In our panic stricken day too many people belong to "Pessimist International."
A well-known children's story, originally appearing in the first grade reader, reminds us
that the lives of many burdened, sidetracked persons are similar to the experience
of the heavily loaded, little train that wanted to get over the mountain.
Several larger engines passed on nearby tracks, but refused to offer assistance.
And then, when all seemed to be lost for the despairing little train,
there came puffing along Kind Little Blue Engine who was asked to assist the stranded train.
As she hitched herself to the stalled train and began the long, hard pull, she said,
"I think I can! I think I can! I think I can!"
Continuing to climb until she reached the top of the mountain, Little Blue Engine said,
"I thought I could! I thought I could! I thought I could!"
So it is with the power of faith.
When we believe we can -- we can avhieve, especially if our faith is in the living Lord of whom we may say:
"I am enabled to do all things through Christ who is my strength." (Philippians 4: 13)
Of course, it goes without saying that none of us knows all the answers to the perplexities of our day.
It is like the woman who was being prepared for surgery.
Her doctor told her they would have to give her gas to put her to sleep during the operation.
"Oh, doctor, will I know everything when I come out from under the gas?" She asked.
The doctor replied, "That's asking an awful lot of the gas!"
But we do know this -- looking through the window of desperate need,
one can see that faith is God's true knowledge and wisdom.
We cannot be equal to the needs of our day if we remain locked into our old defeatist, mental attitudes.
One man said that he still enjoyed going to the circus and before the performance began under the big tent,
he liked to walk around and look at all the animals.
As he looked at an elephant, he was surprised to notice that the elephant was unchained.
The chain was lying loose on the ground.
He called to the attendant: "Did you know that your elephant is unchained?"
The trainer smiled and said, "Oh, we never chain him. We chain him at first, but now he just thinks he is chained."
The sad truth is that many people are like that elephant.
They do not move in faith because they think they are chained.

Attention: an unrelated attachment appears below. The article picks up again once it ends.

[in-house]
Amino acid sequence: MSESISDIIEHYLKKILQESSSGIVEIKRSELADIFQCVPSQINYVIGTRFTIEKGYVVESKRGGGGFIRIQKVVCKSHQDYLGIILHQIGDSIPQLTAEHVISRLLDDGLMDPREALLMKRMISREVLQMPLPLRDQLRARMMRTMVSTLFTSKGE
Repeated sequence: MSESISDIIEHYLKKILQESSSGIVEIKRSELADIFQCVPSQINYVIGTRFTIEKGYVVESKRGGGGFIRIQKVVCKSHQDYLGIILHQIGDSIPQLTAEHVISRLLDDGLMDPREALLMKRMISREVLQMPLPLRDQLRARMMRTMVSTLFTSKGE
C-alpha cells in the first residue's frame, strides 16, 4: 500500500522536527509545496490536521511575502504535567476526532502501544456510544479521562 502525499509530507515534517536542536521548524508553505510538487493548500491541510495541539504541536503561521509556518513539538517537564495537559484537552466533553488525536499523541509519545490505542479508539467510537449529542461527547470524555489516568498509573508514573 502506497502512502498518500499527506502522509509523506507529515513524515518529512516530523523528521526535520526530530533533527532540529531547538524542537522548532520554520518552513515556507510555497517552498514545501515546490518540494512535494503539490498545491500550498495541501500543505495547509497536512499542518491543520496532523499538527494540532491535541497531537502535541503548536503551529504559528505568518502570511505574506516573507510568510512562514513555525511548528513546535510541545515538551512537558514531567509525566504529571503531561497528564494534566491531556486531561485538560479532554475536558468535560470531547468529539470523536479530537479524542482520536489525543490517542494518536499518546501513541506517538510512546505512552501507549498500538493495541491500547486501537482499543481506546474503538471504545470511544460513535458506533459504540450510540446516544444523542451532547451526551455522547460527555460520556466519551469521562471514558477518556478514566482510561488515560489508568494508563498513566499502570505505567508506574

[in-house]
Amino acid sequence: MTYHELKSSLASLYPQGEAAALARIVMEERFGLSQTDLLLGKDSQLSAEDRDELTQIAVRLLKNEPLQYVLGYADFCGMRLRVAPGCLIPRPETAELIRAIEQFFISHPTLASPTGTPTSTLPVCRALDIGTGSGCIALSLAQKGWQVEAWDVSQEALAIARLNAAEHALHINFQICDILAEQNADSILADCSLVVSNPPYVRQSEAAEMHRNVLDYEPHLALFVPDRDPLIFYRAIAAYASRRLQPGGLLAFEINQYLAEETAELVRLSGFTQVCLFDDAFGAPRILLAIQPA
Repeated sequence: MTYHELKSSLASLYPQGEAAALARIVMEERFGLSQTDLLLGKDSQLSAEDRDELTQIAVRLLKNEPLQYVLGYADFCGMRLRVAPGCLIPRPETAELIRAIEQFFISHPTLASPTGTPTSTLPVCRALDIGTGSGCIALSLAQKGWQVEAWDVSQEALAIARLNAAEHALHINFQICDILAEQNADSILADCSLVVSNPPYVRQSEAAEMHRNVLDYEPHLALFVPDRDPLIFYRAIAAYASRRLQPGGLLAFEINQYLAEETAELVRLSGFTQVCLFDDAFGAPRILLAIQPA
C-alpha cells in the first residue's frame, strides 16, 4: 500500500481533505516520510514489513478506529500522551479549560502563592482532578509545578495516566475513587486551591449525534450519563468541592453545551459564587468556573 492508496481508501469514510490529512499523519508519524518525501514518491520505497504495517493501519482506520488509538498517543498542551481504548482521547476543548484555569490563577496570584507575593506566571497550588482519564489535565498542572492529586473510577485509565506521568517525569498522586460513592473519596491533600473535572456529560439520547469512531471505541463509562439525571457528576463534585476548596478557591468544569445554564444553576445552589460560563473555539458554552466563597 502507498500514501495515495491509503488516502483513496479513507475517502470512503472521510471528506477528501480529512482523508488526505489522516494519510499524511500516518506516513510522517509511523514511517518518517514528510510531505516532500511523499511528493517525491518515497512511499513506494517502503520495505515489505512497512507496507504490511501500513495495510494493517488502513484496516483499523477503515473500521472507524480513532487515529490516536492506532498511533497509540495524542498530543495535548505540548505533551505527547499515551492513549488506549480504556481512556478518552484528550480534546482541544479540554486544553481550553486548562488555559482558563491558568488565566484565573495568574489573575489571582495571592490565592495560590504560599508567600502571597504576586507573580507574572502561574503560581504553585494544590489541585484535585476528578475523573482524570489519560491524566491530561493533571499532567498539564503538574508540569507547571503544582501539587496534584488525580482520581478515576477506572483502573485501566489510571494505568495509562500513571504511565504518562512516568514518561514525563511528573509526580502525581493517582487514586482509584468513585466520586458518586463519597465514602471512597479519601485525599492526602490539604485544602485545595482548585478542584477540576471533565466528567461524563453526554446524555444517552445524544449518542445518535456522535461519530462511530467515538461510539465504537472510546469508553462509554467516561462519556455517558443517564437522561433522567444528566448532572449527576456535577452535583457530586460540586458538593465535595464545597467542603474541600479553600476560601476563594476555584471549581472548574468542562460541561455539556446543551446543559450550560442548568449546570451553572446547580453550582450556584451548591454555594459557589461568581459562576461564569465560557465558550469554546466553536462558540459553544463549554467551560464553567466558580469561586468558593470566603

They are held back by past hindrances, frustrations, and disappointments.
But like the elephant, they could walk away from the imaginary chains that bind them,
if they were willing to move forward in faith in God.
We must not be restrained by old defeatist, pessimistic attitudes.
Our Lord would have us throw off the shackles that bind us to the defeated life, and go forward in victory and triumph.
One Sunday afternoon, a pastor named Jim Griffith, was sitting in his easy chair when the phone rang.
It was a long distance call informing him that his parents had been in an automobile accident.
Not knowing the details, Jim Griffith and his wife jumped in their car and drove to the hospital in Buford, Georgia.
Arriving there, they hurried to the emergency room and asked where he could find his parents.
Pausing to look up from what she was doing, the nurse said, "They're at the funeral home."
He asked, "Both of them?"
The nurse answered, "Yes, both of them."
His parents had been horribly mangled and killed in a car- train collision.
His mother was killed instantly, and his father had lived for about an half-hour following the accident.
Then Griffith and his wife sat down in the waiting room to await the arrival of his brother coming from another part of Georgia.
In an hour he arrived, and Jim Griffith met him in the hall and said, "Ben, Mother and Daddy are in heaven."
The brother was stunned and he repeated the same question that his brother had asked earlier: "Both of them?"
They went through the funeral heartened by the members of their church and with the comfort of God.
The next day they began the painful task of going through their personal belongings.
Opening their parent's Bibles, they found an old church bulletin
with a printed questionnaire from their pastor asking that they write down what Christ meant to them.
Their father had written: "I am 68 years old -- Jesus Christ is my security."
His mother had written: "Jesus Christ means life itself to me."
And Jesus Christ must mean that much to all of us.
He must be first in all things.
He is our strength.
He is our security.
He is sufficient.
Paul said, "In all these things, (whatever these things may be) we are more than
conquerors through Him that loved us."
So, as we look at life through the eyes of faith, let us look to Christ.
And as we come face-to-face with our Lord, we shall bow before Him and sing:
"My faith looks up to Thee,
Thou Lamb of Calvary,
Now hear me while I pray,
Take all my guilt away,
O let me from this day
Be wholly Thine!"
"While life's dark maze I tread,
And grief's around me spread,
Be Thou my guide;
Bid darkness turn to day,
Wipe sorrow's tears away,
Nor let me ever stray
From Thee aside."
Sermon By Dr. Harold L. White